Psychology 2016-2017: The Will To Be Free

Psychology Instructor: Nozomi Hayase, Ph.D.

Trimester 2, 2016-17

“But where was I to start? The world is so vast, I shall start with the country I know best, my own. But my country is so very large. I had better start with my town. But my town, too, is large. I had best start with my street. No: my home. No: my family. Never mind, I shall start with myself” – Elie Wiesel, Souls on Fire1


A. Course Description

In this course, we will explore the ideas of influential thinkers in psychology that have shaped current narratives of who we are as humans. We will not only ask, how do these psychologists view our humanity, but also engage in dialogue and expand those views with our own. A major emphasis of class discussions will center on the forces that guide us internally. What drives us? Is our destiny solely predetermined by biology, nationality, family or the culture that we are born into? Is there such a thing as freedom?

The Film “The Matrix” is used to understand the question of freedom in contemporary culture. At the end of the course, the students will be asked to come to their own understanding of our human nature and the role each individual can play in shaping the future of humanity.

B. Course Objectives – The students will be able to:

  • Gain a grasp of the history of modern psychology and dominant theories that influence narratives of our culture.

  • Define and discuss core ideas of Behaviorism, Psychoanalysis, Humanistic Psychology, Analytical Psychology, Social Psychology, Gestalt Psychology, Cognitive Psychology and Psychopathology.

  • Develop awareness of internal forces that guide our actions and cultivate a conscious relationship with them.

C. Course Curriculum – Themes we will explore:

Click the heading to go to each page.

A brief overview and history of psychology (psychology’s roots in philosophy and its transformation into a science –the study of behavior and mental processes). Explore the friction within psychology between on the one side, maintaining a continuity of species (between animals and humans), and on the other reaching toward an understanding of the higher mental life.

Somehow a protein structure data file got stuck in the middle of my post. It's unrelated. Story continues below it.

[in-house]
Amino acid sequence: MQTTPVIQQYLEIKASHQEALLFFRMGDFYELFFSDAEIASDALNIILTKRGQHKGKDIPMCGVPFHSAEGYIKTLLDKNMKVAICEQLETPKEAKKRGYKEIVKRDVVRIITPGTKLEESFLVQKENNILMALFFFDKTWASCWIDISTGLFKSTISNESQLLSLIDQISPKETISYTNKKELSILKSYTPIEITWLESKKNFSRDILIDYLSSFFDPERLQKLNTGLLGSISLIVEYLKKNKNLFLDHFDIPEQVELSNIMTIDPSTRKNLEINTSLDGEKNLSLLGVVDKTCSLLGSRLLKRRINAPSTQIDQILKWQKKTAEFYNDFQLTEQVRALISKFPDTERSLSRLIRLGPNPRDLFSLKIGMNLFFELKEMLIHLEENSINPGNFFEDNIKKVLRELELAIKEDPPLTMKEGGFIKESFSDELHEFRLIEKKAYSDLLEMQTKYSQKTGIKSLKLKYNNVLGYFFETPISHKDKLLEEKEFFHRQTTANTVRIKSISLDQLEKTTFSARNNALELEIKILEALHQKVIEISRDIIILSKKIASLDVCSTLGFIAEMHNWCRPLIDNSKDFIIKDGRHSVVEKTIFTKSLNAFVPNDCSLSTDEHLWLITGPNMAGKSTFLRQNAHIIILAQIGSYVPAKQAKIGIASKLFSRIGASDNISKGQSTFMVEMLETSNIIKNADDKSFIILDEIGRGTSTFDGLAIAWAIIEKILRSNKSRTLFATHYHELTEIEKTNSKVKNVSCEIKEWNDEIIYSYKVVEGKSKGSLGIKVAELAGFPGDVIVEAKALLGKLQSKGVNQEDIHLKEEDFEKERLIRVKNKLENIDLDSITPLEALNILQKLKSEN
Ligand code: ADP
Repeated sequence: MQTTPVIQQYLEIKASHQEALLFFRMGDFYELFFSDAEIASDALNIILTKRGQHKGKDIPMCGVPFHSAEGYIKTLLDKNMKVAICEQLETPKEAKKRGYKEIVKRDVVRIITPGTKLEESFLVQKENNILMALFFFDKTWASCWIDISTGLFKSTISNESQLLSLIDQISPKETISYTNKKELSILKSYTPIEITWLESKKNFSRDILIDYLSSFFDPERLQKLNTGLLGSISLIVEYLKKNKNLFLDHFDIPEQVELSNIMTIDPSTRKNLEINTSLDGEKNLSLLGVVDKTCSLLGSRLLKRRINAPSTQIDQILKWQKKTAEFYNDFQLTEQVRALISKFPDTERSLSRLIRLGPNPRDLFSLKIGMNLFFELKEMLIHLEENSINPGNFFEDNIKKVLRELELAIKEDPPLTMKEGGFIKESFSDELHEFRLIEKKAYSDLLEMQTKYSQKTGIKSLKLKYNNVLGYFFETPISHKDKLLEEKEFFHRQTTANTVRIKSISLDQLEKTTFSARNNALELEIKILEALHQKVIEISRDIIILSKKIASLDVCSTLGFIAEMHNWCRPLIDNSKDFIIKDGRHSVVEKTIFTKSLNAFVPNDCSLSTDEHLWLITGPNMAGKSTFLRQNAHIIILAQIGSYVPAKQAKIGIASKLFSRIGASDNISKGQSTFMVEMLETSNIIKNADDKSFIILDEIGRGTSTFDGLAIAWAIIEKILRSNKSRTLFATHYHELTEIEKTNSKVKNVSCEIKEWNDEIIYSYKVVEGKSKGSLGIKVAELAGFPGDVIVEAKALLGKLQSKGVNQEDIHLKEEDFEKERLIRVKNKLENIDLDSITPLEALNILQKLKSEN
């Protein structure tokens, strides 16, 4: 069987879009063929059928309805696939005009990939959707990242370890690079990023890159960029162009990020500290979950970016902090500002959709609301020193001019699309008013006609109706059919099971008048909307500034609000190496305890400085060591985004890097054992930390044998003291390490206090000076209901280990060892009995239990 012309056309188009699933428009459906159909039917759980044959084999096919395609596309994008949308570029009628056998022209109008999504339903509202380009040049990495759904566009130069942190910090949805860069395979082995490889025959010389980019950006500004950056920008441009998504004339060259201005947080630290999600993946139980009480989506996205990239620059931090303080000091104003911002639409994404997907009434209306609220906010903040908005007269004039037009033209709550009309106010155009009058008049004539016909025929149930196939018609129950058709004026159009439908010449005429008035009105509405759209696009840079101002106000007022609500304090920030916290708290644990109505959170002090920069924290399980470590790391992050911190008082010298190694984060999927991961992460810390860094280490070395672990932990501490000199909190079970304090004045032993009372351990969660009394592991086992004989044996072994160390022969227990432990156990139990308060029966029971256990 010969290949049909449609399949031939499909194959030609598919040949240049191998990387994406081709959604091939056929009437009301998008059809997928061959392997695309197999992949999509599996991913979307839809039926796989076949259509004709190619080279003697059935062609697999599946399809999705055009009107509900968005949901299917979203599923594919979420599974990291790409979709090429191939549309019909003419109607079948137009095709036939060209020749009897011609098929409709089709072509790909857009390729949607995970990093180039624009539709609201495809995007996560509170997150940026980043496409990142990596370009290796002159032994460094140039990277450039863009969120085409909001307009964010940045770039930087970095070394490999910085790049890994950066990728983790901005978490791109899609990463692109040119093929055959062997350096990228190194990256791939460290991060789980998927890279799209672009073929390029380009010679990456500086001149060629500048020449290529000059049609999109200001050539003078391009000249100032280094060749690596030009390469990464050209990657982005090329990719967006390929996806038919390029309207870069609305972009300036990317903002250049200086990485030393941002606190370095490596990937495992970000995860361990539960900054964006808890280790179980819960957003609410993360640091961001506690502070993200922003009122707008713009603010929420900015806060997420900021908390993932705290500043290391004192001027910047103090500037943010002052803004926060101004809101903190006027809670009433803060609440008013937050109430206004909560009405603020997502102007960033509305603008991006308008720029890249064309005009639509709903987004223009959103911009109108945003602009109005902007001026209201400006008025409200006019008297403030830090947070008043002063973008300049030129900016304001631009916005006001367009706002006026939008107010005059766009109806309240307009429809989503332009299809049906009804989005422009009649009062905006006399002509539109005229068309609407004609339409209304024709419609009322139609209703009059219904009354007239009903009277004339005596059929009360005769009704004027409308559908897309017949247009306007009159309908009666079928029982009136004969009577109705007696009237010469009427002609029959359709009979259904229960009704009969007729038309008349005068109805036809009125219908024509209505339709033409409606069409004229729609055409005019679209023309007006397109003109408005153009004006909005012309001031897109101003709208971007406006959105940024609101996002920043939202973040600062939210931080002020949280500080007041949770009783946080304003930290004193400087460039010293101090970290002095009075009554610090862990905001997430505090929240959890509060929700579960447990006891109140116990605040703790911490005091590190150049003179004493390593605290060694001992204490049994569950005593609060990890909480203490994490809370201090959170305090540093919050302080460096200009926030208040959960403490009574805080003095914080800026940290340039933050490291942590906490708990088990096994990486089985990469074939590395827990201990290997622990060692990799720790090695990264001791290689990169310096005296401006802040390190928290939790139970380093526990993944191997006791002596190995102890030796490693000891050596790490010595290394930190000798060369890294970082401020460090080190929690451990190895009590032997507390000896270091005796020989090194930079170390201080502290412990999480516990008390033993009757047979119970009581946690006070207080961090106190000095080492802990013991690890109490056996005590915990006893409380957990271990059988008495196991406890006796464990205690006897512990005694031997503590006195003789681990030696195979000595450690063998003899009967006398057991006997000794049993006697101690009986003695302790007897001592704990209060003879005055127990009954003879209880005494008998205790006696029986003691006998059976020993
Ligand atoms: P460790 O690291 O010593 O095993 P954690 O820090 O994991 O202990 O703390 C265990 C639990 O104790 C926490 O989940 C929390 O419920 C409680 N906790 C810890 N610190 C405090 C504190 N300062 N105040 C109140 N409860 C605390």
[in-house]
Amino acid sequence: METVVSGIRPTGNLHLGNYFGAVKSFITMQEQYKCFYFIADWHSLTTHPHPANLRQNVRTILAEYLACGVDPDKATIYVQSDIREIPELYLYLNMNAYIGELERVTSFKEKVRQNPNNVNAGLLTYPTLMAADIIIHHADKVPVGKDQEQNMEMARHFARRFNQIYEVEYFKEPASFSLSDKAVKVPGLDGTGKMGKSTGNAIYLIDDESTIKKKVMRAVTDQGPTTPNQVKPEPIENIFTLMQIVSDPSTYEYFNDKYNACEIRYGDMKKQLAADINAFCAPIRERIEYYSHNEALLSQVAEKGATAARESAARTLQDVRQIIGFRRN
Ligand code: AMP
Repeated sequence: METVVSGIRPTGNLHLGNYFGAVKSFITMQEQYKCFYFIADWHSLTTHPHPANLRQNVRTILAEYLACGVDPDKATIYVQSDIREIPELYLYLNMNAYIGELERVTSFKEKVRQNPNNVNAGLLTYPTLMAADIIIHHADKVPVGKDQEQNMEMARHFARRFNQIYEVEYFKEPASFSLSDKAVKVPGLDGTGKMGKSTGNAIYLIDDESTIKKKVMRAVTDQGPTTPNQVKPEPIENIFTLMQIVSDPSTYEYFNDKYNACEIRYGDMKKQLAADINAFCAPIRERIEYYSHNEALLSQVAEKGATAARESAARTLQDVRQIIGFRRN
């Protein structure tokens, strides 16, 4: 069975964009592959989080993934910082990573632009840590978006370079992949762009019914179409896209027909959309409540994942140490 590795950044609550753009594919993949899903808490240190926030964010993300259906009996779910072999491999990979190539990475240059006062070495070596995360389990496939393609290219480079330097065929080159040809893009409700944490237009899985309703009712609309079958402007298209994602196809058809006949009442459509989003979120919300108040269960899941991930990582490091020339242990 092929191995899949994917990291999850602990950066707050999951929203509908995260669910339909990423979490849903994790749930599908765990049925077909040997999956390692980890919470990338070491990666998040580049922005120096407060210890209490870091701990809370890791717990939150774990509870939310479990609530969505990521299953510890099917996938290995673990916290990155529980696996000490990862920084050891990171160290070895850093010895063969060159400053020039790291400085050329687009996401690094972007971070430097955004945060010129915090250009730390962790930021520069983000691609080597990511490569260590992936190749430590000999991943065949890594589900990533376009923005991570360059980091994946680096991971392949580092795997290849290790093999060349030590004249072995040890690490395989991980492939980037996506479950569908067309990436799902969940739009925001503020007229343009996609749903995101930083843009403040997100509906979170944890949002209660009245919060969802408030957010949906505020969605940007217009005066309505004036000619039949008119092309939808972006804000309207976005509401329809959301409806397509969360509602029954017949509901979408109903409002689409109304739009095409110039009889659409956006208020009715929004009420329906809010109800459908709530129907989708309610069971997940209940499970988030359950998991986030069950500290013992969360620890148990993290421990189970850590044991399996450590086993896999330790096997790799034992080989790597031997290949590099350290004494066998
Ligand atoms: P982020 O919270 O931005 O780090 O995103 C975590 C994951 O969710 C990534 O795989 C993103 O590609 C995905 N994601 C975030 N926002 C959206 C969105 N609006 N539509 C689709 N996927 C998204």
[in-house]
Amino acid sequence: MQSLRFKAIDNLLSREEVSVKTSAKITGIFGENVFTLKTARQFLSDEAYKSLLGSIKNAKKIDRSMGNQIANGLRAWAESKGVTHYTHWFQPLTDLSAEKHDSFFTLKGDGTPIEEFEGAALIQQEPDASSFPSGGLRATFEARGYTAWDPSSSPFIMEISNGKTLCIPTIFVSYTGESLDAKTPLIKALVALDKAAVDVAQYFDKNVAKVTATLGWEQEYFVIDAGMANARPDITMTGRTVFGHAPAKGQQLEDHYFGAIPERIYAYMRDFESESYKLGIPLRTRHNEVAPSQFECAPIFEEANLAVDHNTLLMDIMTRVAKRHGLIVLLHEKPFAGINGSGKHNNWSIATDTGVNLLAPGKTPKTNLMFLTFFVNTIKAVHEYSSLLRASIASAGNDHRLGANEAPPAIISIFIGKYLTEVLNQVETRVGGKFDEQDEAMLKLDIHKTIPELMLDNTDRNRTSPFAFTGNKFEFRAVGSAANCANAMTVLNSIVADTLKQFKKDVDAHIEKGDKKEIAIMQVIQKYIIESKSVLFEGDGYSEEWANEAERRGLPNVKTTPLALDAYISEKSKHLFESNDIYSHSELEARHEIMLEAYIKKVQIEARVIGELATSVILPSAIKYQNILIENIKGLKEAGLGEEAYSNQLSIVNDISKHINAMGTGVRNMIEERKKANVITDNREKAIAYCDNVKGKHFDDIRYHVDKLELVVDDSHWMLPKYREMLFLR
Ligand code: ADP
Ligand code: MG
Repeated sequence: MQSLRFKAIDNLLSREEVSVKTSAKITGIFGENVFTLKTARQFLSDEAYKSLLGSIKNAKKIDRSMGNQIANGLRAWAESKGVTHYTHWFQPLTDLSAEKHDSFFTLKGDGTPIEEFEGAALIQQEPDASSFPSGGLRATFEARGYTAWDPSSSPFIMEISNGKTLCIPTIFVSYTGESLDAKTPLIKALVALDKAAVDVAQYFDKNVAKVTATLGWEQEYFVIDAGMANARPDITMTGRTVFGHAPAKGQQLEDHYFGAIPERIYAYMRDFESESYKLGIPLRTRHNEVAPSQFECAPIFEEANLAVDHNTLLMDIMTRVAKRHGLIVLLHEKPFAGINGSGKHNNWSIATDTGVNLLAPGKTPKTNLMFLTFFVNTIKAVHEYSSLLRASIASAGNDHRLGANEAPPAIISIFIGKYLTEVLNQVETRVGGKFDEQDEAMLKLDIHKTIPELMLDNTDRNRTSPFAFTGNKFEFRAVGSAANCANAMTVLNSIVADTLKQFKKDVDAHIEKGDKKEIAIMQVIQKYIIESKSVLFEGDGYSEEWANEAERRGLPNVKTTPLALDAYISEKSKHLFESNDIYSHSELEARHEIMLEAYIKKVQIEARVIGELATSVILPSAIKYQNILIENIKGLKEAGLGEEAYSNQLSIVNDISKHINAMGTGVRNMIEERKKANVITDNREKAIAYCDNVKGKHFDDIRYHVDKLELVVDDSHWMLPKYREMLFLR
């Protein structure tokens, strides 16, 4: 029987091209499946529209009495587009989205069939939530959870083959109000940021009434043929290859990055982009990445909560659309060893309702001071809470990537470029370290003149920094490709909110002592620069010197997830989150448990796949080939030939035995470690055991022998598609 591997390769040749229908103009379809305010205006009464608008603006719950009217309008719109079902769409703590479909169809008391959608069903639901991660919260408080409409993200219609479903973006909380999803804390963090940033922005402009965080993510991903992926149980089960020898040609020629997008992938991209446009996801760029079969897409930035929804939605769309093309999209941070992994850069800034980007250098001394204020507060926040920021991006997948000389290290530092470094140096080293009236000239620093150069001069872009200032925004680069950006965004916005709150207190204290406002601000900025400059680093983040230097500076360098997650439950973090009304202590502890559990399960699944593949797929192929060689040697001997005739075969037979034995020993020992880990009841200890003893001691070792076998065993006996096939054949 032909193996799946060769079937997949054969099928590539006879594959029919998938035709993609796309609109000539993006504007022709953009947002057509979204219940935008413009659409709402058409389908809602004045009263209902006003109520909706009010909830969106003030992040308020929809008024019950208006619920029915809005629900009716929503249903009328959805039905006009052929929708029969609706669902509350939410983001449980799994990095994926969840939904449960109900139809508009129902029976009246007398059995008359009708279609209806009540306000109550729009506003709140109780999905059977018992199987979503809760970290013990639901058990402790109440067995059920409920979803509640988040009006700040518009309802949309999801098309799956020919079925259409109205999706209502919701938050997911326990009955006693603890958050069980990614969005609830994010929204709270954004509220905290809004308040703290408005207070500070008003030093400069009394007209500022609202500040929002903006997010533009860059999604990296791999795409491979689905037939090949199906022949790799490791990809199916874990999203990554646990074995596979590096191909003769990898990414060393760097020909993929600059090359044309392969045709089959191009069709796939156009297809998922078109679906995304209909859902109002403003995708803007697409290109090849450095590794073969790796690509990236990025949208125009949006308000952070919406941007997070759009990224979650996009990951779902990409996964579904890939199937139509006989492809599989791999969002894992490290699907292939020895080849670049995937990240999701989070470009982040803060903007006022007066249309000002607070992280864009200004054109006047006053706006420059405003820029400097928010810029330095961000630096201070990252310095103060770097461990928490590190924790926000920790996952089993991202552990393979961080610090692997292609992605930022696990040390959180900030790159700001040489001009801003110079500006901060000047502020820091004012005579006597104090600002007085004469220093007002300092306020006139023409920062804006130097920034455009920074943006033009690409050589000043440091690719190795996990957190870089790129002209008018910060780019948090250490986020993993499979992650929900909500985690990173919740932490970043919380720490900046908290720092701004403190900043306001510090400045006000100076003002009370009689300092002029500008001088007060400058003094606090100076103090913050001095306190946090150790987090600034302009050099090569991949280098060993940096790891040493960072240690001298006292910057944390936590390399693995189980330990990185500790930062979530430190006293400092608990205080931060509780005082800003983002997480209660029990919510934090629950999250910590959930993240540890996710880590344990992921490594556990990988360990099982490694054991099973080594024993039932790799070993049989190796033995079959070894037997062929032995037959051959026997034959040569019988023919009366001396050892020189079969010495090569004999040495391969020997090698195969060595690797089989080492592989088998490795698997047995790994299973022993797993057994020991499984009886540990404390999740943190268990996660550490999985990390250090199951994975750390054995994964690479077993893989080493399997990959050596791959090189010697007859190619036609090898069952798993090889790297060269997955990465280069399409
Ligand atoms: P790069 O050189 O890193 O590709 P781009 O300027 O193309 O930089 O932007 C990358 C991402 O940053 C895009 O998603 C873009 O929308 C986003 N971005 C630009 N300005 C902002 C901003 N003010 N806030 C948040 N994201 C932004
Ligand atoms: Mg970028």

Key concepts and figures – behavioral science (Ivan Pavlov, John B. Watson and B. F. Skinner) and psychoanalysis (Sigmund Freud)

Explore internal impulses that guide our actions (from instinctual and physiologically based needs to social and psychological ones and also higher aspirations). Comparisons are made between guiding principles of behaviorism and humanistic psychology (notion of determinism vs. free will and value-free objectivity vs. subjective choice).

Key concepts and figures – Humanistic psychology; Abraham Maslow’s hierarchy of needs and theory of self-actualization and Carl Rogers’ emphasis on individuality and client-centered therapy

We will work on two essays; chapters from “Beyond Freedom and Dignity” by B. F. Skinner and “On Becoming a Person” by Carl Rogers

Explore the ways that internal drives are regulated and guided.

Key concepts and figures – Freud’s personality model (id, ego and superego, pleasure principle and reality principle) and Carl Jung’s analytical psychology (structure of psyche, individuation process and persona)

Explore the laws that process sensory information and create perceptions as well as primary emotions that are commonly shared as species. We will also look at the role culture plays in influencing these universal principles.

Key concepts and figures – Gestalt psychology and cultural theory of cognition/primal emotions and cultural theory of emotions